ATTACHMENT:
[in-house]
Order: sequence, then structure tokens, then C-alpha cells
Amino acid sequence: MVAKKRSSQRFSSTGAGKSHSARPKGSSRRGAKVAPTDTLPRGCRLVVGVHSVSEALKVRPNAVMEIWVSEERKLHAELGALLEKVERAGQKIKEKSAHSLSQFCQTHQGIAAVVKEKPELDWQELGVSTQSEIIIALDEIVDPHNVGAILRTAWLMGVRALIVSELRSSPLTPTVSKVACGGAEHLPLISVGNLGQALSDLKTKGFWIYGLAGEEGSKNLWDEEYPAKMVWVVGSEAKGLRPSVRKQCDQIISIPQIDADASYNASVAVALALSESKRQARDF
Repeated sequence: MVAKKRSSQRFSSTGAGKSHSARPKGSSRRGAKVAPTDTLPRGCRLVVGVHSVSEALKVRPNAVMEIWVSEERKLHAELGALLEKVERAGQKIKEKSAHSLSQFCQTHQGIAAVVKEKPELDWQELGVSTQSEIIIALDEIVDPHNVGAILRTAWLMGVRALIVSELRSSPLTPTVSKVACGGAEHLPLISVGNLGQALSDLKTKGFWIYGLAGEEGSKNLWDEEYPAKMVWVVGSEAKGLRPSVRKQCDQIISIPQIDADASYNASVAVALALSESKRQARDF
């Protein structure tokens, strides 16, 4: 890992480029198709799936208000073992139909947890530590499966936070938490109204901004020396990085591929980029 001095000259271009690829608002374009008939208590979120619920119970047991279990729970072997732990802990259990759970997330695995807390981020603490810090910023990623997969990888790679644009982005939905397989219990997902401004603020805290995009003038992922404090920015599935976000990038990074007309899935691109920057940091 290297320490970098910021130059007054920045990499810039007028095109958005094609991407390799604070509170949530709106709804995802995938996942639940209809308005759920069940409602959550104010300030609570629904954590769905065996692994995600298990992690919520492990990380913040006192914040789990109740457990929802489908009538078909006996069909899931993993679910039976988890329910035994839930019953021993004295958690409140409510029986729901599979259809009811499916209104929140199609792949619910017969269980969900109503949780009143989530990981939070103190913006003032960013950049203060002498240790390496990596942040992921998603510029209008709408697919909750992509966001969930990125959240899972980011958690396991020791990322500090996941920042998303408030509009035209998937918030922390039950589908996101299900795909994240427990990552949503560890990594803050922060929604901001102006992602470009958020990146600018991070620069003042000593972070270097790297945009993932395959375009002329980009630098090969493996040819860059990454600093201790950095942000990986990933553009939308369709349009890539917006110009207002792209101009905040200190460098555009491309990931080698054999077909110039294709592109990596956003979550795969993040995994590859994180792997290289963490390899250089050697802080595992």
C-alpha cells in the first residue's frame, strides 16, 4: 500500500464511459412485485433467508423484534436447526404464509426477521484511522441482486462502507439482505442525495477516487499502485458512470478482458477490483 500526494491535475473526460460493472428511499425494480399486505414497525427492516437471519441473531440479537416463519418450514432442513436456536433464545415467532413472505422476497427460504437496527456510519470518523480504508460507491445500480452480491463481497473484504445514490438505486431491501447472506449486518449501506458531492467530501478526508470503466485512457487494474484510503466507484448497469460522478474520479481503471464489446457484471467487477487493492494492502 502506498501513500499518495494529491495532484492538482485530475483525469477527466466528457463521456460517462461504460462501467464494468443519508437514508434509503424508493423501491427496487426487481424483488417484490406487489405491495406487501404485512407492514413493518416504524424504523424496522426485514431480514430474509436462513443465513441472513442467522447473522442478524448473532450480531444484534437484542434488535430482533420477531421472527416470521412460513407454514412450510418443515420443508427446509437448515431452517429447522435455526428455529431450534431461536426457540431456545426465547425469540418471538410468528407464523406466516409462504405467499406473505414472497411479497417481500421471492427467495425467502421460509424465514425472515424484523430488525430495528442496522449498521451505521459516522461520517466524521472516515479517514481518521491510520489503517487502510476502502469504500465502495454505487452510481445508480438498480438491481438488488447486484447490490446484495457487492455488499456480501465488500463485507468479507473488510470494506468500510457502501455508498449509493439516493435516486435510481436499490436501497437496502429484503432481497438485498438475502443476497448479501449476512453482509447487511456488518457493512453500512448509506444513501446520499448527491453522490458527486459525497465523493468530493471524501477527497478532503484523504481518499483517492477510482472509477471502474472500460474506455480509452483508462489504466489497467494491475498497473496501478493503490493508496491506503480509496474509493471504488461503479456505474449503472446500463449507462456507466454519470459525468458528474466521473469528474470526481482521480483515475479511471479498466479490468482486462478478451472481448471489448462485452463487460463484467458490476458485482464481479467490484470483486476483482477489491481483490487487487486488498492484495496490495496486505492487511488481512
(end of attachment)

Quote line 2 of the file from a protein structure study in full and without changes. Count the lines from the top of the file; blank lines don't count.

Order: sequence, then structure tokens, then C-alpha cells